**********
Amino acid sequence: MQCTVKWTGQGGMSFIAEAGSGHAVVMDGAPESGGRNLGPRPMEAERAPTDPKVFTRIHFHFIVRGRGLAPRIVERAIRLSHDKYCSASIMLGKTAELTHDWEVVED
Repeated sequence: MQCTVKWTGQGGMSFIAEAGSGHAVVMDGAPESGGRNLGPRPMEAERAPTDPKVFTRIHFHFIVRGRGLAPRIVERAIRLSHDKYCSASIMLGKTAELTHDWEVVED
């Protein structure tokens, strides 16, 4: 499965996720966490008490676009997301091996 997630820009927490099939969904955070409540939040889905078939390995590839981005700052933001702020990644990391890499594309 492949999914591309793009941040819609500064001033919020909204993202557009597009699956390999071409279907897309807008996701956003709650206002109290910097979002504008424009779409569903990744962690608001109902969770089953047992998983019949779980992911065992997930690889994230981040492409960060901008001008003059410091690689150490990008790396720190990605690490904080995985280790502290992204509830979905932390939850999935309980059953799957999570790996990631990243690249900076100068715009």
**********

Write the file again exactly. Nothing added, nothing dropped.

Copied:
Amino acid sequence: MQCTVKWTGQGGMSFIAEAGSGHAVVMDGAPESGGRNLGPRPMEAERAPTDPKVFTRIHFHFIVRGRGLAPRIVERAIRLSHDKYCSASIMLGKTAELTHDWEVVED
Repeated sequence: MQCTVKWTGQGGMSFIAEAGSGHAVVMDGAPESGGRNLGPRPMEAERAPTDPKVFTRIHFHFIVRGRGLAPRIVERAIRLSHDKYCSASIMLGKTAELTHDWEVVED
């Protein structure tokens, strides 16, 4: 499965996720966490008490676009997301091996 997630820009927490099939969904955070409540939040889905078939390995590839981005700052933001702020990644990391890499594309 492949999914591309793009941040819609500064001033919020909204993202557009597009699956390999071409279907897309807008996701956003709650206002109290910097979002504008424009779409569903990744962690608001109902969770089953047992998983019949779980992911065992997930690889994230981040492409960060901008001008003059410091690689150490990008790396720190990605690490904080995985280790502290992204509830979905932390939850999935309980059953799957999570790996990631990243690249900076100068715009």